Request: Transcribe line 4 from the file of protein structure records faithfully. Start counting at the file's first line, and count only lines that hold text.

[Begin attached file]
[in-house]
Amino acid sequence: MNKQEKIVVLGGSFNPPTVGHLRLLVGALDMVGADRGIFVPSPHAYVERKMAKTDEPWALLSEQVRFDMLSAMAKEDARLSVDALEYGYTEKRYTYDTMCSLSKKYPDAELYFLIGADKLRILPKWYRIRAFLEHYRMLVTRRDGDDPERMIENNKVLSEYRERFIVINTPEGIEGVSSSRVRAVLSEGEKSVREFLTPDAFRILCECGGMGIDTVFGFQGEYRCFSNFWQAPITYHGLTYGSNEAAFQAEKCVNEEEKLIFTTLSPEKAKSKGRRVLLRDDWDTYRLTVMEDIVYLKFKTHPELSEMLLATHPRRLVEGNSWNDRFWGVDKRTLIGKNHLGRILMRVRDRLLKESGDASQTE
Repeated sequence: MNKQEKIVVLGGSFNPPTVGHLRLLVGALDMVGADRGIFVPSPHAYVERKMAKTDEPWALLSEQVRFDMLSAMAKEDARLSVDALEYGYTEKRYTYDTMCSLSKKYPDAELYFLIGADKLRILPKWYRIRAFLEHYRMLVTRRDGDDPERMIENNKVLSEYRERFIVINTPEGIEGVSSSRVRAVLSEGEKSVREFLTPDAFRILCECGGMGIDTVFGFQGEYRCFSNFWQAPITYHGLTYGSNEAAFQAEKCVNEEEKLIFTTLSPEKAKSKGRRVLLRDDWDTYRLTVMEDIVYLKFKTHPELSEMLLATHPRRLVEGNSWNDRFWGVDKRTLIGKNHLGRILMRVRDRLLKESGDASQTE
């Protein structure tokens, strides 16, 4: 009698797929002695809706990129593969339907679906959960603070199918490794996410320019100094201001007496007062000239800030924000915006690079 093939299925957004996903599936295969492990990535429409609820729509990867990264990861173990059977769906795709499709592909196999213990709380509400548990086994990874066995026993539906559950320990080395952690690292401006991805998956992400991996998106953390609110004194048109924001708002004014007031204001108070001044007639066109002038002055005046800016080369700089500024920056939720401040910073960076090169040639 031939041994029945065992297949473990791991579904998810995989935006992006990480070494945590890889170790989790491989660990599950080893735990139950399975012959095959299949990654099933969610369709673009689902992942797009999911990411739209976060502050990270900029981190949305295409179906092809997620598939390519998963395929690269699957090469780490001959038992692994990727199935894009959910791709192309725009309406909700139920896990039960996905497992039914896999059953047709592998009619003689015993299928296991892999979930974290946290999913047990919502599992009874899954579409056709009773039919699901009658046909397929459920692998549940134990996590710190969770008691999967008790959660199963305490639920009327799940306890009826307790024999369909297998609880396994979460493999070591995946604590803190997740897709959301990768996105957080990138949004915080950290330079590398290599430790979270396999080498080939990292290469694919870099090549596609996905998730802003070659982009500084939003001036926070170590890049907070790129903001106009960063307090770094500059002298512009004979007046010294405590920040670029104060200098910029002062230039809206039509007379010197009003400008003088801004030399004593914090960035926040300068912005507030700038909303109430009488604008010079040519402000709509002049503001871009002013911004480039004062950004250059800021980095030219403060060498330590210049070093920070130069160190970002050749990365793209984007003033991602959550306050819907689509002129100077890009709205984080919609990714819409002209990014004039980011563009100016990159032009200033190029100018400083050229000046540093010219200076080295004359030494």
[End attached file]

């Protein structure tokens, strides 16, 4: 009698797929002695809706990129593969339907679906959960603070199918490794996410320019100094201001007496007062000239800030924000915006690079 093939299925957004996903599936295969492990990535429409609820729509990867990264990861173990059977769906795709499709592909196999213990709380509400548990086994990874066995026993539906559950320990080395952690690292401006991805998956992400991996998106953390609110004194048109924001708002004014007031204001108070001044007639066109002038002055005046800016080369700089500024920056939720401040910073960076090169040639 031939041994029945065992297949473990791991579904998810995989935006992006990480070494945590890889170790989790491989660990599950080893735990139950399975012959095959299949990654099933969610369709673009689902992942797009999911990411739209976060502050990270900029981190949305295409179906092809997620598939390519998963395929690269699957090469780490001959038992692994990727199935894009959910791709192309725009309406909700139920896990039960996905497992039914896999059953047709592998009619003689015993299928296991892999979930974290946290999913047990919502599992009874899954579409056709009773039919699901009658046909397929459920692998549940134990996590710190969770008691999967008790959660199963305490639920009327799940306890009826307790024999369909297998609880396994979460493999070591995946604590803190997740897709959301990768996105957080990138949004915080950290330079590398290599430790979270396999080498080939990292290469694919870099090549596609996905998730802003070659982009500084939003001036926070170590890049907070790129903001106009960063307090770094500059002298512009004979007046010294405590920040670029104060200098910029002062230039809206039509007379010197009003400008003088801004030399004593914090960035926040300068912005507030700038909303109430009488604008010079040519402000709509002049503001871009002013911004480039004062950004250059800021980095030219403060060498330590210049070093920070130069160190970002050749990365793209984007003033991602959550306050819907689509002129100077890009709205984080919609990714819409002209990014004039980011563009100016990159032009200033190029100018400083050229000046540093010219200076080295004359030494």